Consequently, from an investor's point of view, the overall opportunity set of large healthcare stocks that possess the holy trinity of strong growth, cheap forward valuations, and low execution risk is limited to Gilead and Biogen. Gilead is the only pharmaceutical company with a market capitalization greater than $100 billion with double to triple-digit growth prospects in sales and earnings. Old Pharma, such as Pfizer (NYSE:PFE), Roche (OTCQX:RHHBY), GlaxoSmithKline (NYSE:GSK), and Astra Zeneca (NYSE:AZN) are stuck in stagnation, with moderate or declining single-digit earnings and sales growth. Only a few rivals, such as Bristol-Myers and Amgen (NASDAQ:AMGN), currently have double-digit quarterly revenue growth of 8.8% and 10% (yoy), respectively. However, Bristol-Myers trades at a PEG ratio of 3.13 and Amgen at 1.66, both of which trade at a premium to Gilead's 1.11 PEG ratio. When you normalize the data to their relative growth rates, Gilead remains not only the most undervalued amongst the large biotechnology stocks, but also has the highest 5-year expected growth rate.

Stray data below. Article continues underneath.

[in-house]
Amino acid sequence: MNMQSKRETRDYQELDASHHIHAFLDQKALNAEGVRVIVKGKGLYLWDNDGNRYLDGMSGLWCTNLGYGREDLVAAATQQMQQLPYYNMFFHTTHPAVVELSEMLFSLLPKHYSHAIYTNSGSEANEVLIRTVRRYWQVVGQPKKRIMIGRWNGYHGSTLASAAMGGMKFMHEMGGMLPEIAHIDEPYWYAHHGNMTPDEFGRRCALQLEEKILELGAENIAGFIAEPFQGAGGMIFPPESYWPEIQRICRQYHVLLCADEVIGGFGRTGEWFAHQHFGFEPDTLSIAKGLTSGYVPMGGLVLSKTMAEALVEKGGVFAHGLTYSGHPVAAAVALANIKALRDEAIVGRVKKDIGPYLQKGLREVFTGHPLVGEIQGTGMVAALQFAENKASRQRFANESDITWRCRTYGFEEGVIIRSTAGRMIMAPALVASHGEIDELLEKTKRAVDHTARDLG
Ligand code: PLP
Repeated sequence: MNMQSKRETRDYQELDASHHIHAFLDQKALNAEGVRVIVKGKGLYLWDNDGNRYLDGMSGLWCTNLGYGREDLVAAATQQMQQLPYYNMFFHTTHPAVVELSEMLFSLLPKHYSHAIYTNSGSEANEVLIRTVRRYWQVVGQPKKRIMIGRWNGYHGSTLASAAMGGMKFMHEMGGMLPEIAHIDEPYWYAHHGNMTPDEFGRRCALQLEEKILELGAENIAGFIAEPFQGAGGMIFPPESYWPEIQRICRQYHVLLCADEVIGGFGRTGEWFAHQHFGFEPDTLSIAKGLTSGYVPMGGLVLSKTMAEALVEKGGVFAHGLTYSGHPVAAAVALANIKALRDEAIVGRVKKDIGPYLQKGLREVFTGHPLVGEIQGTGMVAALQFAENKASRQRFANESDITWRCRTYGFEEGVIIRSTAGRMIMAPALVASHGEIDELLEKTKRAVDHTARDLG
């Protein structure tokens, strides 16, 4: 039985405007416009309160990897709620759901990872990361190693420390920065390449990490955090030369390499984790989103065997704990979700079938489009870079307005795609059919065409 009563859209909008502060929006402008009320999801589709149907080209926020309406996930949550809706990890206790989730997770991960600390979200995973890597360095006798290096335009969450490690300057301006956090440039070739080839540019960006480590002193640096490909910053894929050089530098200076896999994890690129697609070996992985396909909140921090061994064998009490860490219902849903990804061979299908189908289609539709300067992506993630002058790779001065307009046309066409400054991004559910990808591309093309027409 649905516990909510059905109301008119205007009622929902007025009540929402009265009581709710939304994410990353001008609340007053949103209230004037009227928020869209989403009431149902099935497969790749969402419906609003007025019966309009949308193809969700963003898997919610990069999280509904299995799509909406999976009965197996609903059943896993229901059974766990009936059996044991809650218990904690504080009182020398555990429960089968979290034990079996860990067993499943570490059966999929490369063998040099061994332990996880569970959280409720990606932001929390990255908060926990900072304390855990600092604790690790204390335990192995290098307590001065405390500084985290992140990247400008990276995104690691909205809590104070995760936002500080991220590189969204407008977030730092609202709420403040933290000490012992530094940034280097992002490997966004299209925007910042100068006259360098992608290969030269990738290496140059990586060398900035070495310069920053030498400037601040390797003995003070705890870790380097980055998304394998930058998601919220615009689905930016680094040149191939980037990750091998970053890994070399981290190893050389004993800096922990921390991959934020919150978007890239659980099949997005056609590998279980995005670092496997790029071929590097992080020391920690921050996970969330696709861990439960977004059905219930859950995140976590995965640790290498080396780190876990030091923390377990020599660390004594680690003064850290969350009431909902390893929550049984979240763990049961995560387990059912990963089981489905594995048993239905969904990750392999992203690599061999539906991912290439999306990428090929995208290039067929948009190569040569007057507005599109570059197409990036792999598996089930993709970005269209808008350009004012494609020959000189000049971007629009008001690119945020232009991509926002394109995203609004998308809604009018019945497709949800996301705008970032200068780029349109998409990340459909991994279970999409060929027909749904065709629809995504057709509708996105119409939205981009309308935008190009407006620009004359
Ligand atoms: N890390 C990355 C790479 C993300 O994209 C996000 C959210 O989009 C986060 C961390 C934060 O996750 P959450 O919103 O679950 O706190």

Gilead is already working toward sustaining its revenue base beyond the latter years of its HIV and HCV pipeline. Gilead is well positioned to offset future patent cliffs with at least 15 Phase II and 5 Phase III programs across HIV, Liver Diseases, Cardiovascular, Respiratory, Oncology, and Inflammation. This deep pipeline provides a sustainable source for future growth beyond 2016. Most notably, Gilead's two leading oncology drug candidates, idealasib for iNHL and GS-9973 for CLL, generated palpable excitement from doctors and researchers at this year's American Society of Hematology (ASH) annual meeting. Additional oncology assets include simtuzumab and GS-5745 with potential indications across several solid tumor types and myelofibrosis. New data will be released for all four of these oncology assets during next year's American Society of Clinical Oncology (ASCO) annual meeting. Gilead is also applying its expertise in virology to the development of a Hepatitis B (HBV) vaccine, estimated to be at least a $1 billion market opportunity, but it's at least a few years out. Each of these programs can contribute an additional 2-5% increase in future earnings estimates. Conversely, if any of these programs fail, it will only marginally affect its long-term growth rate and will not impact shares disproportionately. Based on these prospects, Gilead's shares represent a favorable risk-reward opportunity for investors with the risks skewed to the upside. Analysts will begin assigning value to these programs over the next 12 months and start raising their price objectives, providing a free call option to shareholders in 2014.